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Does constructive conflict prevent divorce?

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There is a lot of scientific evidence that has documented the harmful effects of destructive conflict on marital relationships. John Gottman, in his book, What Predicts Divorce (1994) reported that when couples expressed contempt and criticism in the course of an argument they were more likely to divorce.

But if destructive conflict is bad for marriages, is constructive conflict good for them? All married couples disagree, but some couples in their disagreements listen carefully to their partner's complaints, say nice things about their partner and try to discuss the issue more calmly. Kira Birditt at the University of Michigan and her colleagues recently reported on a sample of almost 400 couples (both African-American and White) that had been followed for 16 years. Over this period of time both husbands and wives were asked to describe their conflicts and how they managed these situations. Their behaviors were classified into four different patterns--destructive, constructive, quiet withdrawal and "leaving withdrawal." The researchers were interested in understanding the changes in conflict strategies over the 16 years and whether types of conflict predicted divorce rates.

More evidence that destructive conflicts leads to less stable marriages. First, like many other studies Birditt and her colleagues found that husbands and wives who used more destructive tactics such as yelling, insults, criticism and contempt were more likely to divorce. They also found that wives who used quiet withdrawal and husbands who used leaving withdrawal were more likely to divorce.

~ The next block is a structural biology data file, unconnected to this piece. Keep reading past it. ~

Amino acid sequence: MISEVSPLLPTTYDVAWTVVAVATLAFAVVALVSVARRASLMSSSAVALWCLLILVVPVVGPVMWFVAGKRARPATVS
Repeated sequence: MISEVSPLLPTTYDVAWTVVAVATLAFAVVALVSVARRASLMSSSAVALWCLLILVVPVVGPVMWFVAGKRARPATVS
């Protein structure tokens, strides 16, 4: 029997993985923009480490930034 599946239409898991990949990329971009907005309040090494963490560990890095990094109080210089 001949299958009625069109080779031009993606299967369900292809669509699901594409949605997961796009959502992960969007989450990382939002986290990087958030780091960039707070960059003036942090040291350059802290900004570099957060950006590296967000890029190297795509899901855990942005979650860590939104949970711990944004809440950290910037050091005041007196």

Constructive tactics prevent divorce. When it came to constructive conflict they found that when both husbands and wives used constructive methods they were less likely to divorce. So it appears that strategies of problem solving and listening to each other made it more likely for couples to stay together. The pattern for African-American and White couples was the same.

Conflict patterns are stronger predictors than couple characteristics. It is also worth noting that the pattern of conflict was a stronger predictor of divorce than other factors commonly associated with marital stability. For example, couples who are older, who grew up with both parents, did not have children before marriage, and had more education and income are less likely to divorce, but if they use destructive conflict patterns, then divorce is more likely. On the other hand, the use of constructive conflict among couples can overcome being young, raised by a single parent, and having less education and income, and lead to a more stable relationship.